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Int J Mol Med. 2007 Nov;20(5):673-81.

Therapeutic immune response induced by intratumoral expression of the fusogenic membrane protein of vesicular stomatitis virus and cytokines encoded by adenoviral vectors.

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1
Institute of Microbiology and Hygiene, Department of Molecular and Medical Virology, Ruhr-University Bochum, D-44801, Bochum, Germany.

Abstract

We assessed whether intratumoral expression of the fusogenic membrane protein of vesicular stomatitis virus (VSV-G), encoded by a replication-defective adenovirus vector (Ad.VSV-G), alone or in combination with local coexpression of cytokines induces tumor-specific immune responses in a syngeneic murine colon cancer model. We confirmed in vitro by dye colocalization that transduction of murine cells with Ad.VSV-G induces cell-cell fusion. In a bilateral syngeneic subcutaneous colon cancer model in C57BL/6 and BALB/c mice, we demonstrated that intratumoral injection of Ad.VSV-G leads to a significant growth reduction of the directly vector-treated tumor, but also of the contralateral not directly vector-treated tumor. When compared to monotherapy, the anti-neoplastic efficacy was significantly enhanced when intratumoral Ad.VSV-G administration was combined with adenovirus vectors encoding IL-2, IL-12, IL-18, IL-21, or GM-CSF. The anti-tumor effects of the first three cytokines in combination with VSV-G expression were somewhat greater than those of the latter two. However, the differences did not reach statistical significance. The combination therapy resulted also in a significantly enhanced survival when compared to monotherapy. In addition, we demonstrated that intratumoral expression of VSV-G in combination with the tested cytokines induced a strong tumor-specific cytotoxic T lymphocyte (CTL) response and infiltration of tumors with macrophages. The effects of the combination therapy were clearly greater than those of the monotherapy. Our experimental data indicate that intratumoral expression of VSV-G, particularly in combination with cytokines, is a promising novel tool for the development of in situ tumor vaccination approaches.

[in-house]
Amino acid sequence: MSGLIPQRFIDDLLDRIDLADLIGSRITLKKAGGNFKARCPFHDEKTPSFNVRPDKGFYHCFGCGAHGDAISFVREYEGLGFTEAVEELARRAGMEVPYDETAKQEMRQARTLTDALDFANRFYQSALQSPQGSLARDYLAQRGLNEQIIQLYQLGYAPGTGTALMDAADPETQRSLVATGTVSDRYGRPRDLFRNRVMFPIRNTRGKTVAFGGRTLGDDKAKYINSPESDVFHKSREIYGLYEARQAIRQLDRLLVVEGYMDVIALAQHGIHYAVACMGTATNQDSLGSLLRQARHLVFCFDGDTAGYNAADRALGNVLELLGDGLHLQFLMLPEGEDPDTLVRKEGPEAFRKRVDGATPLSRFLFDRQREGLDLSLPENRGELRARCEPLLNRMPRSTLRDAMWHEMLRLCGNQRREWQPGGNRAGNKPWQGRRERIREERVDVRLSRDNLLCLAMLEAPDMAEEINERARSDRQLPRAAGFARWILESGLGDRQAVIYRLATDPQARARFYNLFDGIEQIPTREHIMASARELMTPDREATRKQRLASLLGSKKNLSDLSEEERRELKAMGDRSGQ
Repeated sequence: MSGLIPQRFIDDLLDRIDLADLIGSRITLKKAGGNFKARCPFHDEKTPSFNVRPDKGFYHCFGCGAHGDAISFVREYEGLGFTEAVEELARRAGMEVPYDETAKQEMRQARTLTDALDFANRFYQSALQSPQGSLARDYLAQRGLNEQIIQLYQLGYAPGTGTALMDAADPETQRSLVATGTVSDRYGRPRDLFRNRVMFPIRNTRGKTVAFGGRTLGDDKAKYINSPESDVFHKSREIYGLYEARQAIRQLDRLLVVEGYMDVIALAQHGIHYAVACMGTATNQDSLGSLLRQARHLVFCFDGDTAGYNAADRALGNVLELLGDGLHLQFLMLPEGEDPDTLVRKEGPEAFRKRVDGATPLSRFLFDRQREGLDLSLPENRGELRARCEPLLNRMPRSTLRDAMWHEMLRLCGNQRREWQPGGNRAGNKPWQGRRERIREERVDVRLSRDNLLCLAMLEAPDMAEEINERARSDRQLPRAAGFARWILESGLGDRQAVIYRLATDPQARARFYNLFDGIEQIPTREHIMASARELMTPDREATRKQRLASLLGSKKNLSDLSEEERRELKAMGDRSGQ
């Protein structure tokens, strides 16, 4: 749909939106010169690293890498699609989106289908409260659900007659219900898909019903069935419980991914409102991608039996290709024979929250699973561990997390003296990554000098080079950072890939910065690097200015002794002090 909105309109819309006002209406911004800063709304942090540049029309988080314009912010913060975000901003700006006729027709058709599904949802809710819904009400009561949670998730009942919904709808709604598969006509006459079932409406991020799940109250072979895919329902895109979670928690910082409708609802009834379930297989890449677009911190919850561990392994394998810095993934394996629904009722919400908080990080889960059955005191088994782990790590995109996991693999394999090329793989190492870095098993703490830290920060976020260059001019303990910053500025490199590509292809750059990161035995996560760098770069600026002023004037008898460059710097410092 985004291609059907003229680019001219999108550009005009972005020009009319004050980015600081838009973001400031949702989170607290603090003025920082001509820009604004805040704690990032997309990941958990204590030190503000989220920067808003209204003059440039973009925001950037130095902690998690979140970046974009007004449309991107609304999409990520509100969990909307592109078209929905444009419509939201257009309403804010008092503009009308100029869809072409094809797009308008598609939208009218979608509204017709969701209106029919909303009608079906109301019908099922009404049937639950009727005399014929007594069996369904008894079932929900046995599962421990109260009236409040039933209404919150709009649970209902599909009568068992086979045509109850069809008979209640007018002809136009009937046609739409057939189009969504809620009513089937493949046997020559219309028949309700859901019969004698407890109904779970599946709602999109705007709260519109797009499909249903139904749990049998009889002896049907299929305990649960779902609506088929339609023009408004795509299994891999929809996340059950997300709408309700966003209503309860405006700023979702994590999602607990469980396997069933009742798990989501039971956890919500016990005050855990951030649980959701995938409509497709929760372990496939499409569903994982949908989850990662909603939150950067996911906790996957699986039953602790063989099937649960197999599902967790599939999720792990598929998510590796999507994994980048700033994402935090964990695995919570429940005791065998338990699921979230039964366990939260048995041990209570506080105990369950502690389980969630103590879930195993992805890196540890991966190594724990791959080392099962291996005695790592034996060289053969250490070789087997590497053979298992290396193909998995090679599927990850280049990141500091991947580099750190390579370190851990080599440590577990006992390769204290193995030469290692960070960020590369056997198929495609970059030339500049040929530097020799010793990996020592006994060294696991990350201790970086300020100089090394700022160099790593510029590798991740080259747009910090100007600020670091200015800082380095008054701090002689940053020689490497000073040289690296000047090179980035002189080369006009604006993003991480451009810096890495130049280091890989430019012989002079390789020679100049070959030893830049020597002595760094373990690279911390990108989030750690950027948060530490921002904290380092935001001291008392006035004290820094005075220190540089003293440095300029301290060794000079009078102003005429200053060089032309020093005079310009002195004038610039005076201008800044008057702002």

PMID:
17912460
[Indexed for MEDLINE]

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